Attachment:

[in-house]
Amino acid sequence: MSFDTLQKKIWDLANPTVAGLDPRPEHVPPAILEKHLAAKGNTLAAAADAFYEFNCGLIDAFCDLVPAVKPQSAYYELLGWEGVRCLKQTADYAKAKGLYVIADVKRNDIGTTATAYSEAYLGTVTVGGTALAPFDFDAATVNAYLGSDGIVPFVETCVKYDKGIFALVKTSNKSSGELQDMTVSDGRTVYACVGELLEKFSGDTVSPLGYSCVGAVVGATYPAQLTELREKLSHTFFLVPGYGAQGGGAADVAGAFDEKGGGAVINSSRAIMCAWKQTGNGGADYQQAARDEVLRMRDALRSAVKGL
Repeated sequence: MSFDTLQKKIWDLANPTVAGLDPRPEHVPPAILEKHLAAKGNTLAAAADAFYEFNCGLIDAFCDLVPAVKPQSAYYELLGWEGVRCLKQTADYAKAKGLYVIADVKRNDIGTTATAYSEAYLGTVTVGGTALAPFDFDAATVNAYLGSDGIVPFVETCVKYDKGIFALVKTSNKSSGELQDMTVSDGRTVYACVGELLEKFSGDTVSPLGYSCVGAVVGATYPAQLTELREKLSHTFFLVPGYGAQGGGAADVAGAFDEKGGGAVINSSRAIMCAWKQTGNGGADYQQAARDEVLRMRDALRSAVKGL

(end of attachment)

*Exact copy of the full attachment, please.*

[in-house]
Amino acid sequence: MSFDTLQKKIWDLANPTVAGLDPRPEHVPPAILEKHLAAKGNTLAAAADAFYEFNCGLIDAFCDLVPAVKPQSAYYELLGWEGVRCLKQTADYAKAKGLYVIADVKRNDIGTTATAYSEAYLGTVTVGGTALAPFDFDAATVNAYLGSDGIVPFVETCVKYDKGIFALVKTSNKSSGELQDMTVSDGRTVYACVGELLEKFSGDTVSPLGYSCVGAVVGATYPAQLTELREKLSHTFFLVPGYGAQGGGAADVAGAFDEKGGGAVINSSRAIMCAWKQTGNGGADYQQAARDEVLRMRDALRSAVKGL
Repeated sequence: MSFDTLQKKIWDLANPTVAGLDPRPEHVPPAILEKHLAAKGNTLAAAADAFYEFNCGLIDAFCDLVPAVKPQSAYYELLGWEGVRCLKQTADYAKAKGLYVIADVKRNDIGTTATAYSEAYLGTVTVGGTALAPFDFDAATVNAYLGSDGIVPFVETCVKYDKGIFALVKTSNKSSGELQDMTVSDGRTVYACVGELLEKFSGDTVSPLGYSCVGAVVGATYPAQLTELREKLSHTFFLVPGYGAQGGGAADVAGAFDEKGGGAVINSSRAIMCAWKQTGNGGADYQQAARDEVLRMRDALRSAVKGL